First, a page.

UPDATE 2-Italy's bond yields hit lowest since March, focus on new COVID-19 cases

* Italy’s bond yields lowest since March

* Italian bonds hold ground even as risk sentiment sours

* ECB money printing slowed in latest week

* Euro zone periphery govt bond yields tmsnrt.rs/2ii2Bqr (Updates prices to close, adds bullets)

By Yoruk Bahceli

AMSTERDAM, June 15 (Reuters) – Italian 10-year bond yields hit their lowest since late March on Monday, a move analysts said underscored continued support from the European Central Bank, even as general risk aversion due to fears of a second wave of coronavirus cases hurt stock markets.

Chinese economic data disappointed and Beijing reported its second consecutive day of record new numbers of COVID-19 cases on Monday, all linked to a major wholesale food market.

That added to investor fears over a spike in cases in the United States, where several states have reported a record number of new cases in recent days, souring optimism across global markets that had been partly fuelled by a gradual lifting of lockdowns to curb the pandemic.

Stocks took another hit on Monday, while safe-haven bonds benefited, echoing moves last week when fears first came to the forefront.

“People have realised again that there are a lot of risks remaining and that we will not have a V-shaped recovery from an economic point of view,” said DZ Bank strategist Daniel Lenz.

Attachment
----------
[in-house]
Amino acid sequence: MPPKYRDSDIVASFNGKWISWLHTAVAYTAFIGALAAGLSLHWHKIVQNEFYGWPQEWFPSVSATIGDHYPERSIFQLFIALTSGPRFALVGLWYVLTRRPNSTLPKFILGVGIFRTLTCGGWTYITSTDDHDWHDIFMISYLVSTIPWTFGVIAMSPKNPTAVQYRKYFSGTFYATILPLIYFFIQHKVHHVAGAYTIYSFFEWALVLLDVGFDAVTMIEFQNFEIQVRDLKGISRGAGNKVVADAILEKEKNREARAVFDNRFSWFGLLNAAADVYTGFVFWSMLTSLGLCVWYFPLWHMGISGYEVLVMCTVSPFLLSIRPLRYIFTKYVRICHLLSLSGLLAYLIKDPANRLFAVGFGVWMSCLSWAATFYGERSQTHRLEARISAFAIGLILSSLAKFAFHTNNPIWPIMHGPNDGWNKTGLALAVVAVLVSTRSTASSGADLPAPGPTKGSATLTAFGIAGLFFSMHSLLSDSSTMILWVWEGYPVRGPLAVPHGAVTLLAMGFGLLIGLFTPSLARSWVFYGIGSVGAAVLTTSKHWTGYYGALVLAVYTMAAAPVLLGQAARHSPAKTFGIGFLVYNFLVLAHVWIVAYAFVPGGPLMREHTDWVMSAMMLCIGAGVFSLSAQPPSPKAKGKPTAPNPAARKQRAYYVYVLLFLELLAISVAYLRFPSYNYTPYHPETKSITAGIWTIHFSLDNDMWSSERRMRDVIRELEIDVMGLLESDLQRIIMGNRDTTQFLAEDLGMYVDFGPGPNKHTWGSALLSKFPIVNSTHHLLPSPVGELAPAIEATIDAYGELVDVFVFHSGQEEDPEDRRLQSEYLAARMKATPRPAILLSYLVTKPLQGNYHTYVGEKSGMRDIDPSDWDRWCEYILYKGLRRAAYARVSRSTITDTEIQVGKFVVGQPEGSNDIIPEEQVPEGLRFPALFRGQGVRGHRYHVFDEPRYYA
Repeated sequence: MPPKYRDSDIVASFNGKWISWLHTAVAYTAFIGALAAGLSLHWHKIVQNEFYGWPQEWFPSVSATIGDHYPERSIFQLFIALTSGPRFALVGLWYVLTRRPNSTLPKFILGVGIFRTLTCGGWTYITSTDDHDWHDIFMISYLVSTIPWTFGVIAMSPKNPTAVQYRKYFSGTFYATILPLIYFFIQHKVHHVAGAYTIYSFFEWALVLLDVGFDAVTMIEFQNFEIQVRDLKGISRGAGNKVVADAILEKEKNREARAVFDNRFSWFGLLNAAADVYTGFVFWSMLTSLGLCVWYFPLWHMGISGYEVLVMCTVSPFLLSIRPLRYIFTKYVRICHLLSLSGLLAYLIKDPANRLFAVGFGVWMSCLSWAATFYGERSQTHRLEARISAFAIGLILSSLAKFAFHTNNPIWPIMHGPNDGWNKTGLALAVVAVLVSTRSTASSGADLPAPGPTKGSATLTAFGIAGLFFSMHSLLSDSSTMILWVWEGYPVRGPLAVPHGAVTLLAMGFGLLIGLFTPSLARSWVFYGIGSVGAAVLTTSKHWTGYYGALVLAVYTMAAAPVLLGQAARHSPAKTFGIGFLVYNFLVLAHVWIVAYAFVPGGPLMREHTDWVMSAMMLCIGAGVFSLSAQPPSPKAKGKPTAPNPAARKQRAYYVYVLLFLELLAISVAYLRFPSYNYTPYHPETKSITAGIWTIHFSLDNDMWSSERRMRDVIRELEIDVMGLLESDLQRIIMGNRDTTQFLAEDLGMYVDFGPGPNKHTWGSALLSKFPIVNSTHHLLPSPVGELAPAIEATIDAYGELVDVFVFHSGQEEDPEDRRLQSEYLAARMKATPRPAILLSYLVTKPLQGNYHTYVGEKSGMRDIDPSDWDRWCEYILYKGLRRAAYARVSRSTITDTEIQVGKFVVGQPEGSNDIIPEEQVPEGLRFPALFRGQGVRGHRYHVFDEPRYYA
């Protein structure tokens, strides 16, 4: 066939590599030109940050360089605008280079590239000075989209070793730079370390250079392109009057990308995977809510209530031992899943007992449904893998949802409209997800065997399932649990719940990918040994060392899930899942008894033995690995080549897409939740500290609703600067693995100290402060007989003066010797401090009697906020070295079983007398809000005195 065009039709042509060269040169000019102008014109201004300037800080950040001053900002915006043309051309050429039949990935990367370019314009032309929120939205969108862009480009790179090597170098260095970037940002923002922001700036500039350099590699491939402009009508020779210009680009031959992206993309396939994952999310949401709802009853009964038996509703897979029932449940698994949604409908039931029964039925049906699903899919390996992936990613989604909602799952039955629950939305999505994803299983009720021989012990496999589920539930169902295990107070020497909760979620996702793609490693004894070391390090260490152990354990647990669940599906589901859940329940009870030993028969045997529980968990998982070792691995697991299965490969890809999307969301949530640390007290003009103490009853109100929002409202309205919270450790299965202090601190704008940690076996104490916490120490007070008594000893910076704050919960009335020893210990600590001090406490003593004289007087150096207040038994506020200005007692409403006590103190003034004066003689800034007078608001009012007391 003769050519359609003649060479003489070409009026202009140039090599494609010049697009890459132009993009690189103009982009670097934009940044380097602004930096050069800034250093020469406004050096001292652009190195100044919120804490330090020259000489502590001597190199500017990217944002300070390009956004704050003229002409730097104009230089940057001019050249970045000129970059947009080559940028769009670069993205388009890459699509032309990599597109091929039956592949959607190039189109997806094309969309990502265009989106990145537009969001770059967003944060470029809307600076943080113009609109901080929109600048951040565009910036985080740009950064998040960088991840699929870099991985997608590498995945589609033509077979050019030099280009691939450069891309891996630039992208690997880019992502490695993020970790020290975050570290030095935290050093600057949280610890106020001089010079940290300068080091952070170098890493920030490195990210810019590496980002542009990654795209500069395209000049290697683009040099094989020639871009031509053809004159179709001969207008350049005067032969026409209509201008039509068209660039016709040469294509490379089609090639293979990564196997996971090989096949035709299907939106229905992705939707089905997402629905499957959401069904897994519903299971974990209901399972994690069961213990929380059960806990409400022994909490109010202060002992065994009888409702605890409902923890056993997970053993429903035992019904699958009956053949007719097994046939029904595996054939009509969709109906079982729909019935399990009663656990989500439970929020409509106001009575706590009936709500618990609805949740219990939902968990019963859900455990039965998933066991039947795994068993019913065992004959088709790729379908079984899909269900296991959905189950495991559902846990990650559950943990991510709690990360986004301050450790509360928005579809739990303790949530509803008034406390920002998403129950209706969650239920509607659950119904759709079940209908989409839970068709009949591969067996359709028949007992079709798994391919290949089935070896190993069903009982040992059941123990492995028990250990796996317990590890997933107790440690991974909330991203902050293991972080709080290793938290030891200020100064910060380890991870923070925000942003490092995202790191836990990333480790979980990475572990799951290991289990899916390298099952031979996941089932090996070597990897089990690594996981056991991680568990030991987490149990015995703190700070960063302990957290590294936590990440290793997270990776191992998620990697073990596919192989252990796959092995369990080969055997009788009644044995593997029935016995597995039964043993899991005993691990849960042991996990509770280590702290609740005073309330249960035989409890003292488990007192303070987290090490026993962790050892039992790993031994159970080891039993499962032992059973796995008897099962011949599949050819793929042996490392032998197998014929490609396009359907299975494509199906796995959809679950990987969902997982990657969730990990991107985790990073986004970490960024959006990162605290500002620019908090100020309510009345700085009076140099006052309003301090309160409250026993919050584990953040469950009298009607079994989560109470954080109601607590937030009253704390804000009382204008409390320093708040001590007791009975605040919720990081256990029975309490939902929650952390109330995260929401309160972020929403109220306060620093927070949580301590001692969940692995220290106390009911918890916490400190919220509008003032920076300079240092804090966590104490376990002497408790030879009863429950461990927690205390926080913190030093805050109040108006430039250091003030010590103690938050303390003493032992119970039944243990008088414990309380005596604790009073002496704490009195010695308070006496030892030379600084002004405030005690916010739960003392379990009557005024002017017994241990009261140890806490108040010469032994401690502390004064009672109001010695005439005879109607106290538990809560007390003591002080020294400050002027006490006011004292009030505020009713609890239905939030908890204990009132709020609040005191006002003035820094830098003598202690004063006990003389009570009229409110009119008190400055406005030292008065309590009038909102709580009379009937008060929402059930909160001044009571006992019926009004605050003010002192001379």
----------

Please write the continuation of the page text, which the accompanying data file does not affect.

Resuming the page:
Despite the risk aversion in markets, Italian bonds, usually deemed risk assets, outperformed. Ten-year bond yields fell to their lowest since late March at 1.37%, before pulling back in late trade to around 1.40% — still slightly lower on the day.

Two-year yields fell almost 8 bps to 0.15%, their lowest since early March.

Analysts noted a resilience in southern European bond markets, even as concerns about a second wave of the coronavirus have hurt investor sentiment globally in recent sessions.

“What stands out is that there’s not so much spread widening in the periphery,” DZ Bank’s Lenz said.

He attributed this to flexibility in the ECB’s emergency bond purchases that has allowed it to focus buying on Italy.

The Italian/German 10-year bond yield gap was at 184 bps , down 52 bps from where it stood a month ago.

Germany’s 10-year bond yield briefly fell to -0.47% – its lowest in almost three weeks – before rising in late trade. It tumbled 18 bps last week, registering its best week since February. When a bond’s yield falls, its price rises.

Italy’s government will decide by July whether to ask for a loan from the euro zone bailout fund, various newspapers reported over the weekend.

Germany’s new borrowing will rise to 218 billion euros this year, Bild newspaper reported.

The ECB bought a net 36.100 billion euros ($32.1 billion) of assets last week as part of its quantitative easing programme, below the 38.917 billion euros it purchased a week earlier, it said on Monday. (Reporting by Yoruk Bahceli; Additional reporting by Dhara Ranasinghe; Editing by Kirsten Donovan and Gareth Jones/Emelia Sithole-Matarise)

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